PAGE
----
kate teague – “in our element”

– featured image courtesy of ben davis –

the oxford, mississippi-based singer-songwriter kate teague continues her impressive streak of singles with “in our element,” delivered on the eve of her inaugural voyage to SXSW.

on “in our element,” teague’s lead vocal swoons in tandem with a melancholic guitar counter-melody, the ends of phrases evaporating in wisps of echo and solidifying the track’s slow-burning aesthetic. it’s another notched victory for teague, who keeps sharpening her songwriting chops with every new single and stoking anticipation for the day her full-length finally arrives.

“in our element” is out now via muscle beach records. take a listen below.

kate teague – “gilly”

– featured image courtesy of graham hamaker – 

oxford, mississippi’s kate teague has had a quiet but impactful year so far, her two singles, “low life” and “good to you,” offering a compelling glimpse at a forthcoming debut album.  with that album slowly approaching the horizon, teague today has unveiled another strong sample size of her syrupy, affecting guitar pop.

“gilly” proves itself a worthy successor, its saturated guitar arpeggios and prominent bass line intertwined over a steady mid-tempo groove.  at its core, “gilly” is an ode to a friend, full of reassurances and doused in just the right amount of tremolo, with teague embracing a future-facing mantra: “tomorrow’s man will be all in.”  take a listen below.

interview – kate teague

– featured image courtesy of benjamin davis 

the oxford, mississippi songwriter kate teague tested the waters early this year with “low life,” a commanding debut single that has resonated throughout 2018.  thankfully, the track was less a one-off and more of a placeholder, tiding over an audience while teague prepared her first solo full-length, due in the coming months via muscle beach records.

today, teague returns with “good to you,” ramping up anticipation for her album’s impending release.  as compelling as its predecessor while charting new sonic territory, “good to you” relies on a robust rhythm section and a stuttering guitar motif for a foundation, the song’s title swirling as a repeated pledge throughout its chorus.

in a recent conversation via e-mail, teague spoke about writing her debut effort, oxford’s arts community, and the excellent cut “good to you.”  check out the transcript, alongside her new single, below.

this solo project came about after your previous group, reels, disbanded.  do you perceive any conscious shift in writing style from your former project to your present one?

in terms of my own writing style, not particularly.  i still generally write the chord progression and melody line first before bringing it to my bandmates who help flesh it out.  i think the difference is that i have a much better grasp on my own sound and how to articulate that sound to my band.

to that end, were there any touchstones you found yourself returning to for inspiration and influence while recording this batch of tunes?

maybe not directly, but ive been listening to copious amounts of fog lake, pure x, grouper, land of talk, chris cohen… im sure im spacing on some other essentials ive had this past year.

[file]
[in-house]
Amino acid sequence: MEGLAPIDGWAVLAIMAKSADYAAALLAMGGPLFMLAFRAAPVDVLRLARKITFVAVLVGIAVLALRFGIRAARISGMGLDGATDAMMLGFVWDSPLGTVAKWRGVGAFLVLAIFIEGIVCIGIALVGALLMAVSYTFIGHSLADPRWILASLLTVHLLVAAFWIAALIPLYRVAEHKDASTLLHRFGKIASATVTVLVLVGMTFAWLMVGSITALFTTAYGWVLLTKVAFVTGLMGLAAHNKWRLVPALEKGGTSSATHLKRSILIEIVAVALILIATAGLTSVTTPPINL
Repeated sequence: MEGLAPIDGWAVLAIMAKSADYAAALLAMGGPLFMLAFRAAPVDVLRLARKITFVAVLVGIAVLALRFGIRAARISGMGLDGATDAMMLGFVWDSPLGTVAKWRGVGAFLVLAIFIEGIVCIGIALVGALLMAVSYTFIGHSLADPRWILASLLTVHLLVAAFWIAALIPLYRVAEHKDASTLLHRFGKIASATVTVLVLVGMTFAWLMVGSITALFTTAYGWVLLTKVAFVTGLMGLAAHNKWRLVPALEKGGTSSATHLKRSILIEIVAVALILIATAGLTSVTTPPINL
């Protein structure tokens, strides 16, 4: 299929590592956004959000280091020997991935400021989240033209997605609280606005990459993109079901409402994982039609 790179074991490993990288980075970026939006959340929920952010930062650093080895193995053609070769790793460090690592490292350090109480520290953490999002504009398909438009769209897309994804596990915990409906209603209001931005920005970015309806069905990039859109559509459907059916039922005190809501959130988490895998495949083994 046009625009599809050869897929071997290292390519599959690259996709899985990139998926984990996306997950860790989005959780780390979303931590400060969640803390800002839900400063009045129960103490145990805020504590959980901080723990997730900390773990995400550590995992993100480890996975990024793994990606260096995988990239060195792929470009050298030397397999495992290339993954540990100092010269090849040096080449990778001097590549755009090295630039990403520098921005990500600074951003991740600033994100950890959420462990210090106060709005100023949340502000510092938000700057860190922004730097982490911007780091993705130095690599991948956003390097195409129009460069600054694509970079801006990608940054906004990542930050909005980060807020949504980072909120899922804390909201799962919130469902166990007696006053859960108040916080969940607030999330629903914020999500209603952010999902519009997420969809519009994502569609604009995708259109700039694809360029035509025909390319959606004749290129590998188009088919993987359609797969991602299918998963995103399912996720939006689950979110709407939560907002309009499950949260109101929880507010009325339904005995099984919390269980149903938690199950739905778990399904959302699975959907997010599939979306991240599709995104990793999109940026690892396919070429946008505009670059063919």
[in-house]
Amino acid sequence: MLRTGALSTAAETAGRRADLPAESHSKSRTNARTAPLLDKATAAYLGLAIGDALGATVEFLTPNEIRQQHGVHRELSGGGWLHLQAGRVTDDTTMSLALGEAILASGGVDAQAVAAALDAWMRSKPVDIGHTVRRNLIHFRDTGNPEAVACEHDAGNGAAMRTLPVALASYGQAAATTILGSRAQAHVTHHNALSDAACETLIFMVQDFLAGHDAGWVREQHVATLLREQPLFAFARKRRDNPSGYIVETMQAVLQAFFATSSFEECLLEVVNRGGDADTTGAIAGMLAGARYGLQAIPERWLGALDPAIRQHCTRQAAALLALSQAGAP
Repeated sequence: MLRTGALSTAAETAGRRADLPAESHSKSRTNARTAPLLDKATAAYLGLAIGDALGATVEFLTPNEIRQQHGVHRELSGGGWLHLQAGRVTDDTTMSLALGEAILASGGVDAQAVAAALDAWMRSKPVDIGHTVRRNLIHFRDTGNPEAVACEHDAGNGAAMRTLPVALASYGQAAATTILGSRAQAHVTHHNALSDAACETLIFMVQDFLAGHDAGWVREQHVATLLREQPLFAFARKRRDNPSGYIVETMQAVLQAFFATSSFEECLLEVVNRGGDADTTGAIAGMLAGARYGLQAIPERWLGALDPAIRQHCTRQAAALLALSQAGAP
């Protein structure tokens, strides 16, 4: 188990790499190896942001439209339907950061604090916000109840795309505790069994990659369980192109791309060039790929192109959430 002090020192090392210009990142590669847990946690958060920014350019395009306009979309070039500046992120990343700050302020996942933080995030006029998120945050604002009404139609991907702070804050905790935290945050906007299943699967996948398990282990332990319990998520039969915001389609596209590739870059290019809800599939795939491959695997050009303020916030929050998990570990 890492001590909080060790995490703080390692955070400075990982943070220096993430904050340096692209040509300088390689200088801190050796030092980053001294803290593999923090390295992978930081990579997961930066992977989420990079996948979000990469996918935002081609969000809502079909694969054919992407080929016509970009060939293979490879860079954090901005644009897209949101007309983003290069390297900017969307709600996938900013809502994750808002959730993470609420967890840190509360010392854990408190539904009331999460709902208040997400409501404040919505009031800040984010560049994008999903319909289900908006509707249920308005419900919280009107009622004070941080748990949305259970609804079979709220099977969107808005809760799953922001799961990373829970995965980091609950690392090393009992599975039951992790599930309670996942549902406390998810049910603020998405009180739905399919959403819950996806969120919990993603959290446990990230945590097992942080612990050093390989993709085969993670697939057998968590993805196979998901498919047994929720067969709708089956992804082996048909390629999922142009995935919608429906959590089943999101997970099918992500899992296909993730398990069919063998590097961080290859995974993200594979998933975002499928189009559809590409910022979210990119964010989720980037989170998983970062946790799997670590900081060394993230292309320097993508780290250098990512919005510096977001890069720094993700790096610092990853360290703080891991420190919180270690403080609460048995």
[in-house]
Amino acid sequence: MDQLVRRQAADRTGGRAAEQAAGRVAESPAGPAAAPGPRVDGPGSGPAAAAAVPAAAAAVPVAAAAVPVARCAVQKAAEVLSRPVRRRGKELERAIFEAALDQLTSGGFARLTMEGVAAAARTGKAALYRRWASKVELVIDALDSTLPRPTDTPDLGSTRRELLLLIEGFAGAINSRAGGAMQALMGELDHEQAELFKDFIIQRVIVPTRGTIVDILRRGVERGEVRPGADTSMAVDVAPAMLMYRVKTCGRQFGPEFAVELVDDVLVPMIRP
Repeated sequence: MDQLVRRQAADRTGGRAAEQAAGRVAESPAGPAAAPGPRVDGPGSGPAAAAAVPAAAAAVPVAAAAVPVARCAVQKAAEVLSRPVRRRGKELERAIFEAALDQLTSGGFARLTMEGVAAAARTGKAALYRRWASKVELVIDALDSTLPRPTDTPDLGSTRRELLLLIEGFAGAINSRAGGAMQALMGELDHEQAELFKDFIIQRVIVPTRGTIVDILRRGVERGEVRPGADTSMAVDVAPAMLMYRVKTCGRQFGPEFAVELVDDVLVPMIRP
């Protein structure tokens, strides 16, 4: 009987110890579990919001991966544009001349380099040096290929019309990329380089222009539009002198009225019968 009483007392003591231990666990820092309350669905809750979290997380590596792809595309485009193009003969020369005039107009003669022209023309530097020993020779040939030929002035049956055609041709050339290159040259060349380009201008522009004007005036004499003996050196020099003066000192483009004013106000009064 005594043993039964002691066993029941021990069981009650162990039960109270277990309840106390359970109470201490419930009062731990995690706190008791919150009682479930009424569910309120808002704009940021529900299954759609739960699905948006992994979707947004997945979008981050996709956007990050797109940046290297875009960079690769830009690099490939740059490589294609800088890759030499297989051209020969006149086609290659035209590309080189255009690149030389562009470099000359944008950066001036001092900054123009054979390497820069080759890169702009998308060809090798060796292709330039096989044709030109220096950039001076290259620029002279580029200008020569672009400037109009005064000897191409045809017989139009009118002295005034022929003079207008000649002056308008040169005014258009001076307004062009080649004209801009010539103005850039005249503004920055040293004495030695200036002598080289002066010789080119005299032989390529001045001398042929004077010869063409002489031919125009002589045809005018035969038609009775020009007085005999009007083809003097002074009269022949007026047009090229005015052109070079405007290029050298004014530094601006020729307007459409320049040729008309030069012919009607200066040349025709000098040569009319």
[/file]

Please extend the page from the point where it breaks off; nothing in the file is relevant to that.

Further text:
my main exposure to oxford has been through muscle beach, who are putting out your album later this year, but I suspect the town’s music scene is rather vibrant.  can you speak to your experience within that community?

absolutely.  oxfords arts community is the reason i stayed here after college.  everyone is incredibly supportive of local artists, and the town is small enough to where you have a grasp on the art that is being made around you.  i feel like oxford is an incubator for independent artists.  i dont know if that boils down to the fact that we are a college town, or because we are a literary town, or if mississippis vast musical history has something to do with it, but all i have to say is that i am so thankful that i chose to start my musical career here.

your latest track, “good to you,” is out today; is there anything you’d like to share about its genesis and/or construction?  

im really excited that we chose “good to you” as our first single because it was written in an unconventional way, for me at least.

i sent a piano chord progression to adam porter, my bassist (also starman, jr.), who helped me develop a cool drum beat.  we brought that basic demo to the studio and ended up fleshing it out there.  i loved the fact that everyone really had to rely on their own creative instincts, and you can hear those influences very directly on the track.  i didn’t end up write the lyrics until after i had the rough mixes back and it felt like i was making up words on top of a karaoke track.  that part was challenging but ultimately super satisfying.

kadhja bonet – “mother maybe”

– featured image courtesy of the artist – 

kadhja bonet gained acclaim with her 2015 extended play the visitorreissued the following year by the oxford, mississippi label fat possum records.  the los angeles-based singer-songwriter has spent the subsequent time hard at work on a follow-up full-length, childqueen.